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Algimantas Švėgžda.
Autoportretas.
Litografija, 53x42, 1985

Algimantas Švėgžda.
Tibeto piemenims.
Popierius, akvarelė, 36,5x51, 1991

Algimantas Švėgžda.
Tibeto piemenims.
Popierius, akvarelė, 36,5x51, 1991


Algimantas Švėgžda
(1941–1996)

by Laima Laučkaitė

Algimantas Švėgžda was a charismatic personality: quiet, rational and elegant, he was one of the leaders of his generation. Švėgžda managed to find his own way among ideological and organizational bans and limitations.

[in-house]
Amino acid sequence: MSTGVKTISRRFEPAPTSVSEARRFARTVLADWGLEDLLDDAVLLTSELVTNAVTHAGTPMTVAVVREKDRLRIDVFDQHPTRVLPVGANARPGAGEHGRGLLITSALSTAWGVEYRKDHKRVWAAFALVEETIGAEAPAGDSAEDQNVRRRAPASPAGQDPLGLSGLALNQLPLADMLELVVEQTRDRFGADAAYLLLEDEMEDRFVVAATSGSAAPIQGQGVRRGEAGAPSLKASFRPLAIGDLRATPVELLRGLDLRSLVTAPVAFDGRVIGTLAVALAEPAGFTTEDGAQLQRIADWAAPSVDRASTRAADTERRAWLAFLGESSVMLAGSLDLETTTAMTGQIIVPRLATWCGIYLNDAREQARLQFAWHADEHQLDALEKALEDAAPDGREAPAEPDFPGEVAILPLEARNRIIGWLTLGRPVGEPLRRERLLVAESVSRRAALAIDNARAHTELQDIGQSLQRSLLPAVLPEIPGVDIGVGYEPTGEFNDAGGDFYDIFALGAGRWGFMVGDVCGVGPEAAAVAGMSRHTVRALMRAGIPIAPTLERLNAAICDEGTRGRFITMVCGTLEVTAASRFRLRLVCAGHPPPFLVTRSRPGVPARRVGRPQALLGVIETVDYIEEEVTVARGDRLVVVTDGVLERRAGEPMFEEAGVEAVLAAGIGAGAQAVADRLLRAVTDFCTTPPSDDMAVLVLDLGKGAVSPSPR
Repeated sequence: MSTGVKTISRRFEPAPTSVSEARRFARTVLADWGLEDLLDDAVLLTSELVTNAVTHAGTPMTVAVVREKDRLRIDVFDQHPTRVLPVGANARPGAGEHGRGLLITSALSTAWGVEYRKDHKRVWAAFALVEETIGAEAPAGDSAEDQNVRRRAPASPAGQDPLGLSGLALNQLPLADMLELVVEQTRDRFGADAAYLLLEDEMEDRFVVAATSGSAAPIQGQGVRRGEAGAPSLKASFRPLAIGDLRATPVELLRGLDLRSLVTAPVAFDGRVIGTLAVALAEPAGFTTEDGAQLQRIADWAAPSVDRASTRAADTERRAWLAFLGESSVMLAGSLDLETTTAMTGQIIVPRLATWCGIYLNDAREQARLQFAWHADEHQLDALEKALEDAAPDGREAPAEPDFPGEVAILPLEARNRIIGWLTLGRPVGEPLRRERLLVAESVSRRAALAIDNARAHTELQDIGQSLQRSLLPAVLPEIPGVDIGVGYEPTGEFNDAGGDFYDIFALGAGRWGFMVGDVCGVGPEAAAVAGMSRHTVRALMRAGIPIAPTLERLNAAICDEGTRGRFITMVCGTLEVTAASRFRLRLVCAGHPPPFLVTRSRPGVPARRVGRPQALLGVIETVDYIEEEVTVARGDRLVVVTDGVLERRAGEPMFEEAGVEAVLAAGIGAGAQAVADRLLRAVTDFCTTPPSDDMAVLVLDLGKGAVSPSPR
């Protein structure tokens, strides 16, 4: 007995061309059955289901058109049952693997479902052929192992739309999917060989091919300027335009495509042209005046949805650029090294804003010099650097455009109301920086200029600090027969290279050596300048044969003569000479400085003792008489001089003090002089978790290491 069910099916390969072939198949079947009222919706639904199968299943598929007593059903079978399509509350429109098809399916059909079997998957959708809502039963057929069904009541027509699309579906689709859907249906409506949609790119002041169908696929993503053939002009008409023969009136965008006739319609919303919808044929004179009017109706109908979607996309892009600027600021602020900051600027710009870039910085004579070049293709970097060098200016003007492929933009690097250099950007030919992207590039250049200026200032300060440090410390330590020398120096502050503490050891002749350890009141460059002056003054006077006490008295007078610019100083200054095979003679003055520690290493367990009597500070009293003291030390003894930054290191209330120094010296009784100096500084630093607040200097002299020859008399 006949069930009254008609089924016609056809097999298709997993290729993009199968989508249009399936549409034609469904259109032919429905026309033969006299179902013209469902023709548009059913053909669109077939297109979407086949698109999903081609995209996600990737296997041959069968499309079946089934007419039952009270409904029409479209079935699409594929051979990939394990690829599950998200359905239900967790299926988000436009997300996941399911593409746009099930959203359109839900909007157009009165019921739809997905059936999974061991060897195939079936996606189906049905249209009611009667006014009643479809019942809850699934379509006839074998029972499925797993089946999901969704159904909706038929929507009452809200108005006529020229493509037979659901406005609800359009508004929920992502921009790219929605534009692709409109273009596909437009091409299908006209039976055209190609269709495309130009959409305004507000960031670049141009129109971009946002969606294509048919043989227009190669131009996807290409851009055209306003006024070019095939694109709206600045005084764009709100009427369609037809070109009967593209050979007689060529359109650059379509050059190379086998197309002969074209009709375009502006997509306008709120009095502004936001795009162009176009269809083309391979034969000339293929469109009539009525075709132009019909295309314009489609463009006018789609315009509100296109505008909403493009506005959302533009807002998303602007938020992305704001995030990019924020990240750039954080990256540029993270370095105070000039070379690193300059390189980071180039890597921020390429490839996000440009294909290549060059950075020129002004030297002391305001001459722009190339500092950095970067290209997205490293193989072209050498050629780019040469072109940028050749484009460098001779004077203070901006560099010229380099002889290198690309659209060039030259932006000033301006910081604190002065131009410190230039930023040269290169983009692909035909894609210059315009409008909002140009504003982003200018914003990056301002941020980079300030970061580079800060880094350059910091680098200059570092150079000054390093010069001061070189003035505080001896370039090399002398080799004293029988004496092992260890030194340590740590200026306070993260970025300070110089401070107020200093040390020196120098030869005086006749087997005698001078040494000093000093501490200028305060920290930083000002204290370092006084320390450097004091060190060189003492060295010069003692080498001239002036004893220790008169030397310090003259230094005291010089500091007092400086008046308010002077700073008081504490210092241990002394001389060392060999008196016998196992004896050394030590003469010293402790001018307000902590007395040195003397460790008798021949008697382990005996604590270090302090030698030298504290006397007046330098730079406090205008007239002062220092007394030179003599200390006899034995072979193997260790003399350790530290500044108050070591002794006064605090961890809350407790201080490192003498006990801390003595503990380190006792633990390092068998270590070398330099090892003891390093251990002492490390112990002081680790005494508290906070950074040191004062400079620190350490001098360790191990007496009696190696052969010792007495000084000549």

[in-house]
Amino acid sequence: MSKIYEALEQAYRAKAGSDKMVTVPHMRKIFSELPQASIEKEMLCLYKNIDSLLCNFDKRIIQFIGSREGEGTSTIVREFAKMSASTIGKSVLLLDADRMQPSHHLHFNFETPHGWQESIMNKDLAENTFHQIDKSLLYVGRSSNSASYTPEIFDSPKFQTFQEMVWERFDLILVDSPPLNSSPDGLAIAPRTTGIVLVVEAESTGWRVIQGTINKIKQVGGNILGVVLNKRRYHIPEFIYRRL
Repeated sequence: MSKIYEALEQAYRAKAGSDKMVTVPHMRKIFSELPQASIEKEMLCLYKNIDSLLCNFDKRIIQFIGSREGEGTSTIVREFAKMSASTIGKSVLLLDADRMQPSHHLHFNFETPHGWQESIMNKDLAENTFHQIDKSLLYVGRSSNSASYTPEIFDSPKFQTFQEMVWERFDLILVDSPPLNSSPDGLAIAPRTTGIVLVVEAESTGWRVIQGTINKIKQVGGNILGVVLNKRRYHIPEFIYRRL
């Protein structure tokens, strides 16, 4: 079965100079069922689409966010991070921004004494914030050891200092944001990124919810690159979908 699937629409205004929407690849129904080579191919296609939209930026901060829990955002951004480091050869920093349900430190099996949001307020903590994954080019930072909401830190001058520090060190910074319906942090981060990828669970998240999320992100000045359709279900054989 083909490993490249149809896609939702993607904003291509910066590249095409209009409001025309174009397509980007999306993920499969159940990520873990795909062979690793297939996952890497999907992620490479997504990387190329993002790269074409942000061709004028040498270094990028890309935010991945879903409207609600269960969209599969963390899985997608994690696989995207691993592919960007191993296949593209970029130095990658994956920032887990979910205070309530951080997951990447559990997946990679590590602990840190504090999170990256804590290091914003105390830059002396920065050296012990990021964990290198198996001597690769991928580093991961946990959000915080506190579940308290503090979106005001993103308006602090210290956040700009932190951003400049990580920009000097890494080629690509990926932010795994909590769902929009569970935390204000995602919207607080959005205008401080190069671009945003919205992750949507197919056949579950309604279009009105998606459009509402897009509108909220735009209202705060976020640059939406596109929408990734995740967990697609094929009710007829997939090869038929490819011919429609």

He was an innovative person who successfully evaded obstacles: he even managed to apply the stylistics of pop art to the subject matter of socialist realism. After pop art, in ca. 1977 Švėgžda became interested in a new trend – hyper-realism, and became involved in a precise and consistent study of form. Through hyper-realism and the style of registering the appearance of objects, he came upon the classical realist tradition and visual contemplation of objects. In his youth Švėgžda was keen on artistic innovations, but having moved to the West in his mature age, he lost interest in Western art and began to admire Renaissance and Dutch masters, Rembrandt. He got immersed in the Oriental philosophy and gradually turned into a kind of guru, a sage contemplating the world through art. In Germany he created his famous cycles “The Search for Wisdom” (1980–84), “Conversations with Objects and People” (1984), ”For Tibetan Shepherds” (1991), “Autumn Meditations” (1993) and others, in which he represented one or several objects of nature – a fruit, a seed or a twig. Drawn from nature, isolated in a large empty space, they create an ambience of meditation and tranquillity transferring the spectator beyond the limits of time.

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